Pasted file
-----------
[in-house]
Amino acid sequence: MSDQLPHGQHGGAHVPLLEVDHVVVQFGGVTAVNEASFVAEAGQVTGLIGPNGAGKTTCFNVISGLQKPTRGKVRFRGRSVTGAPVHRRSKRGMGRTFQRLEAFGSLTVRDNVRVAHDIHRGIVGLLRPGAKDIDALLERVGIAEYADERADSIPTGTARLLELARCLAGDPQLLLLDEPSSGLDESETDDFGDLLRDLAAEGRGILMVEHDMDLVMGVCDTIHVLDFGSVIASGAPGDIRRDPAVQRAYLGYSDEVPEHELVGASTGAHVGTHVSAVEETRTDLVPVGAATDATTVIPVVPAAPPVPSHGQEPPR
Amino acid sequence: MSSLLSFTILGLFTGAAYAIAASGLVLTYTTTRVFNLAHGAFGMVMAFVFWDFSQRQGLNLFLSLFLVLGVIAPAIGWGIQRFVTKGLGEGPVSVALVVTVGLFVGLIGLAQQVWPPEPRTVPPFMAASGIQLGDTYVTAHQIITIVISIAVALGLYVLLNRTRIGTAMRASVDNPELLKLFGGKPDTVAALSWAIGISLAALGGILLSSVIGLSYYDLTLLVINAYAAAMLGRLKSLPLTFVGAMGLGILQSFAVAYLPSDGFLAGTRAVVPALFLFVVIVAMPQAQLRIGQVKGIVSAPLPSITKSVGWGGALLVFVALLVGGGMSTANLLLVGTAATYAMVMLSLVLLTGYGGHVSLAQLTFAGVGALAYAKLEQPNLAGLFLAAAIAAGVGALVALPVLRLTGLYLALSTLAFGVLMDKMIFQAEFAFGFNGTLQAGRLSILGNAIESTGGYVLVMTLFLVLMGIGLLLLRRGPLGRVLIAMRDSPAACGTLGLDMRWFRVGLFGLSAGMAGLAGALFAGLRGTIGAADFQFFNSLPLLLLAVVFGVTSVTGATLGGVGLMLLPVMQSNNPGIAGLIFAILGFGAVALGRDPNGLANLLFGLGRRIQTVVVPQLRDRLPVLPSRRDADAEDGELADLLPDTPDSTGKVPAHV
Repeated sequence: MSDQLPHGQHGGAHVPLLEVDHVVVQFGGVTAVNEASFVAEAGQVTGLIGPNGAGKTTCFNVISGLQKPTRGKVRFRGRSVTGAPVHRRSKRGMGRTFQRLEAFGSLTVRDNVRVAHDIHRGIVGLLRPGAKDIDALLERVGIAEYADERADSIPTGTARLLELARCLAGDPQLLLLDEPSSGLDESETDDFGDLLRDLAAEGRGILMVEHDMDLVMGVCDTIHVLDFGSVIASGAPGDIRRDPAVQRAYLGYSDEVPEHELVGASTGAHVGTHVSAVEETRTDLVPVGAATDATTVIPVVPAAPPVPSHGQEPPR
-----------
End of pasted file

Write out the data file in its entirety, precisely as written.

[in-house]
Amino acid sequence: MSDQLPHGQHGGAHVPLLEVDHVVVQFGGVTAVNEASFVAEAGQVTGLIGPNGAGKTTCFNVISGLQKPTRGKVRFRGRSVTGAPVHRRSKRGMGRTFQRLEAFGSLTVRDNVRVAHDIHRGIVGLLRPGAKDIDALLERVGIAEYADERADSIPTGTARLLELARCLAGDPQLLLLDEPSSGLDESETDDFGDLLRDLAAEGRGILMVEHDMDLVMGVCDTIHVLDFGSVIASGAPGDIRRDPAVQRAYLGYSDEVPEHELVGASTGAHVGTHVSAVEETRTDLVPVGAATDATTVIPVVPAAPPVPSHGQEPPR
Amino acid sequence: MSSLLSFTILGLFTGAAYAIAASGLVLTYTTTRVFNLAHGAFGMVMAFVFWDFSQRQGLNLFLSLFLVLGVIAPAIGWGIQRFVTKGLGEGPVSVALVVTVGLFVGLIGLAQQVWPPEPRTVPPFMAASGIQLGDTYVTAHQIITIVISIAVALGLYVLLNRTRIGTAMRASVDNPELLKLFGGKPDTVAALSWAIGISLAALGGILLSSVIGLSYYDLTLLVINAYAAAMLGRLKSLPLTFVGAMGLGILQSFAVAYLPSDGFLAGTRAVVPALFLFVVIVAMPQAQLRIGQVKGIVSAPLPSITKSVGWGGALLVFVALLVGGGMSTANLLLVGTAATYAMVMLSLVLLTGYGGHVSLAQLTFAGVGALAYAKLEQPNLAGLFLAAAIAAGVGALVALPVLRLTGLYLALSTLAFGVLMDKMIFQAEFAFGFNGTLQAGRLSILGNAIESTGGYVLVMTLFLVLMGIGLLLLRRGPLGRVLIAMRDSPAACGTLGLDMRWFRVGLFGLSAGMAGLAGALFAGLRGTIGAADFQFFNSLPLLLLAVVFGVTSVTGATLGGVGLMLLPVMQSNNPGIAGLIFAILGFGAVALGRDPNGLANLLFGLGRRIQTVVVPQLRDRLPVLPSRRDADAEDGELADLLPDTPDSTGKVPAHV
Repeated sequence: MSDQLPHGQHGGAHVPLLEVDHVVVQFGGVTAVNEASFVAEAGQVTGLIGPNGAGKTTCFNVISGLQKPTRGKVRFRGRSVTGAPVHRRSKRGMGRTFQRLEAFGSLTVRDNVRVAHDIHRGIVGLLRPGAKDIDALLERVGIAEYADERADSIPTGTARLLELARCLAGDPQLLLLDEPSSGLDESETDDFGDLLRDLAAEGRGILMVEHDMDLVMGVCDTIHVLDFGSVIASGAPGDIRRDPAVQRAYLGYSDEVPEHELVGASTGAHVGTHVSAVEETRTDLVPVGAATDATTVIPVVPAAPPVPSHGQEPPR